MANKATO, Minn. — A historically significant Wacipi, in its 50th year.
“I dance fancy shawl and jingle, and I’m gonna be walking around, eating a lot,” said Aven Schnitker, a fourth grader and dancer at the pow-wow.
Over 40 vendors filled Land of Memories Park, with many more on the waiting list.
People from all backgrounds – an estimated weekend total of 7,000 – from as far as Alaska.
“[People] should come and check it out because I like people checking out my culture,” said Schnitker.
This pow-wow memorializes the 160th anniversary of the Dakota 38 massacre, the largest mass execution in U.S. history.
“People say mass execution, I just say mass murder,” said Dawn Stempson, this year’s Mankato Wapici Princess. “One of America’s largest – and it affected all of Indian Country. We still feel that pain and that grief today.”
“This is a way of life for me. This is what I enjoy,” said Jerry Dearly, the emcee for this and many pow-wows like it across the country; welcoming everyone to attend and learn.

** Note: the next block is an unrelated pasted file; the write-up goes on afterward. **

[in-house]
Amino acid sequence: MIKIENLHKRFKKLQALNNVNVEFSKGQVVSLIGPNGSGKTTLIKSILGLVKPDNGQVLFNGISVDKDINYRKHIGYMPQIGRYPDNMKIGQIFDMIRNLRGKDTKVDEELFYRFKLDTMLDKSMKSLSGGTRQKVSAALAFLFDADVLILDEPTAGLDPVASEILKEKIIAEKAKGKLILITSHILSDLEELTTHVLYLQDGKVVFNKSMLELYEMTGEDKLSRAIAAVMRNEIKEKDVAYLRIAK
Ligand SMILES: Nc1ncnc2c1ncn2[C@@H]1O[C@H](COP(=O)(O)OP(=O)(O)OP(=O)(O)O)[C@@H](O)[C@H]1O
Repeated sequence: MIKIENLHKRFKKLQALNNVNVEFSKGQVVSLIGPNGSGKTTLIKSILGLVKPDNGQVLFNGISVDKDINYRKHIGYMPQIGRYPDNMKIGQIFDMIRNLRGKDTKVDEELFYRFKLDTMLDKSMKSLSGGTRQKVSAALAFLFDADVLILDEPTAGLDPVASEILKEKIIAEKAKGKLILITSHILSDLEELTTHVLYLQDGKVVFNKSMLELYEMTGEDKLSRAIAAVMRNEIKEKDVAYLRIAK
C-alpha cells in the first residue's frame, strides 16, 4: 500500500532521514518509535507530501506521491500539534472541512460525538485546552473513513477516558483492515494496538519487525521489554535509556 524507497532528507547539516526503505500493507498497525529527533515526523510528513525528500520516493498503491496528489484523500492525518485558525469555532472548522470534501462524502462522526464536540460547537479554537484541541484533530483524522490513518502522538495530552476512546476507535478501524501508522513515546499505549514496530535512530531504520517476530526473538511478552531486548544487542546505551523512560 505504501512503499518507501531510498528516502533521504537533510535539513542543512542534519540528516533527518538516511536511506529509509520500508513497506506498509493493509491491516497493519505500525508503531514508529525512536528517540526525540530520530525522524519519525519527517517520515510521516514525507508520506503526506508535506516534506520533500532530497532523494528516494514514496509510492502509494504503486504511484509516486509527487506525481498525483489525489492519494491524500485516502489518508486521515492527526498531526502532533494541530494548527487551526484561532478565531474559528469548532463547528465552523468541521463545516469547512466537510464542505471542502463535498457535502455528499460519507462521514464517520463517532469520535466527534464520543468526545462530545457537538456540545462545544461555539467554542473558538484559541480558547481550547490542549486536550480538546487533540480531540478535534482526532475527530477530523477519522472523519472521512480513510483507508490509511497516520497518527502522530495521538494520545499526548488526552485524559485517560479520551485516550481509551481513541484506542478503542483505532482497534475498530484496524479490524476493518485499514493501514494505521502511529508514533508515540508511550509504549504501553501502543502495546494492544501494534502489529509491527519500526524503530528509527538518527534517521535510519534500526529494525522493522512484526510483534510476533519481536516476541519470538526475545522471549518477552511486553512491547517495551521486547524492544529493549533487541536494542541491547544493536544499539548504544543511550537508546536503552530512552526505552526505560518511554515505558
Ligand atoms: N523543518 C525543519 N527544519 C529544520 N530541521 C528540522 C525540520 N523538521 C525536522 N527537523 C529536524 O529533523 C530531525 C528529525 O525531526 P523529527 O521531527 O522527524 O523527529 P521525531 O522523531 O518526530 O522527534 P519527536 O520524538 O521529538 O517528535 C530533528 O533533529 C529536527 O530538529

“Well, listen and observe. Keep your mouth shut. The Creator gave you two ears. Use ’em,” Dearly said.
An important emotional part of the day was a memorial held for a four-year-old girl who died at last year’s pow-wow when a branch fell off a tree and hit her during a storm.
A dedicated arbor was unveiled, bearing Nytalia Isadora Ashes.
From the food vendor doubling as an audio guy to the first ever land acknowledgment by the Mankato Mayor, to the dancing and educating, this Wacipi accomplishes many things at once.
“Historical trauma doesn’t just go away,” said the pow-wow’s chair, David Brave Heart. “So there has to be some type of healing.”
If you’re interested in attending the event on Sunday, click here for more information. To learn more about the history of the Mdewakanton Association, click here.